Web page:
Distressed and Rub-Through Finishing Techniques
Depends on the look you are trying to achieve. If you want bare wood then you spray a primer on the project and sand through where necessary - then you clearcoat. Or if you need color below you would first stain the areas or entire project and then spray tinted primer and sand where necessary, then topcoat. You can do the same with pigmented paints, but generally they are much tougher to sand because they are meant to be durable. Sometimes you have to because primers can be tinted only so dark.
From contributor X:
I do my rub-throughs with solvents. If the exposed wood is natural I seal it with a clear post cat and after it cures I spray it with the pigmented color. Before the pigmented color fully cures I take a block of wood wrapped with a cloth dampened with lacquer thinner and rub off the finish where I want it burned off. You can do this with any paint/stain combo just seal the underneath color with a post-cat so the thinner wonít wear it off. I prefer this method over sand-throughs because I find it to be easier and youíre not sanding down to bare wood. I would use a pigmented vinyl for the main color because it will rub off easier than a post-cat, and you will still have the option of clear coating on top with a post-cat if you want to.
From the original questioner
To contributor X: Do you spray just twice? Sealer, color and then rub through with thinner and done?
From contributor F:
All good methods shared here and really it depends on the look you are trying to achieve. I came up with a quick and dirty method for doing a more distressed rub though look when incorporating a glaze. First stain and seal or vinyl prime depending on whether itís a stained or painted finish. Then distress with a rasp file, intentionally scoring the edges where a worn through look is desired. Next glaze with a van dyke brown or other dark color, letting the glaze act like a stain on the scored areas of bare wood and then clear coat. Put on two coats of clear taking care to scuff the worn-through areas carefully between coats of clear so they aren't rougher than other areas with no distressing.
From contributor M:
Without knowing what type of finish you're using and without a picture of the look you're going after it is pretty difficult to tell you how to do it.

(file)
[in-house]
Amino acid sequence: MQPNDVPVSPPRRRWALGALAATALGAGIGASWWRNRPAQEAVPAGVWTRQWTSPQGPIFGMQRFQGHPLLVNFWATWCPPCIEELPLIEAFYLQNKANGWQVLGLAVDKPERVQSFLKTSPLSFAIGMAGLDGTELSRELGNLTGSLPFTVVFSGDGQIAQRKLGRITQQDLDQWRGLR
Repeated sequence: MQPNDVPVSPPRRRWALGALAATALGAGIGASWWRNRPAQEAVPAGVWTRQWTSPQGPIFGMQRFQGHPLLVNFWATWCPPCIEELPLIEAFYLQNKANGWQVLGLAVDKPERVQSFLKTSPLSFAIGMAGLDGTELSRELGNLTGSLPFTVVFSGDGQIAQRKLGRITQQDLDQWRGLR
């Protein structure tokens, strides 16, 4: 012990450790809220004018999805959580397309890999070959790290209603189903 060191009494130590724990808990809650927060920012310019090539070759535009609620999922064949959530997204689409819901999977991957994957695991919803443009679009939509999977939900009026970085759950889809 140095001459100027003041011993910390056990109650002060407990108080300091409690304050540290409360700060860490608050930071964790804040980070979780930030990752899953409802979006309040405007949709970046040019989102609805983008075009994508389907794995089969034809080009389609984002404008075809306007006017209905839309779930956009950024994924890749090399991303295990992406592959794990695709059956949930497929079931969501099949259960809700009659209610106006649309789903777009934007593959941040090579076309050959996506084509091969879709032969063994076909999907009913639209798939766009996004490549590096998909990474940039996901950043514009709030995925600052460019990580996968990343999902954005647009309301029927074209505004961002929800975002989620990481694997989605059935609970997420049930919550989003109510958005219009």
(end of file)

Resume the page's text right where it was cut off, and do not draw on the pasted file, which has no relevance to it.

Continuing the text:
From contributor A:
I do the same as Contributor B. I also learn not to use a white primer with a color paint (the white shows when you sand/stress edges).
From contributor U:
I'm doing a lot of this these days. On my first one I dyed the door and then primed with a tinted primer and done the sand through showing the brown dye, pretty time consuming. The one I'm on now I'm priming white then painting antique white and doing the sand through and just barely wiping a little glaze over the sand through to turn it brown and it is faster. My sand paper seems to clog very fast whether sanding primer or paint, this makes me want to try Contributor X's method. I'll give that a try for sure. Good luck.
From the original questioner
I spent the last 30 something years trying to be so careful not to bump, nick, or scratch finished cabinetry. Now many people want cabinets that look 50 years old, and full of bumps, nicks, and scratches - go figure.
From Contributor K:
I've had good results with the following method:
1. Start with cherry. It doesn't have to be a particularly nice grade, since color isn't important.
2. Primer (tinted to final color).
3. Color coat.
4. Rub through edges and corners.
5. Two coats clear (I think they only use one).
Using cherry eliminates the need for stain or glaze on the edges. It starts out a little light but darkens nicely with time. I've tried all the above methods and this has worked best for me, especially on jobs that aren't getting glaze.
Would you like to add information to this article?
Interested in writing or submitting an article?
Have a question about this article?
Have you reviewed the related Knowledge Base areas below?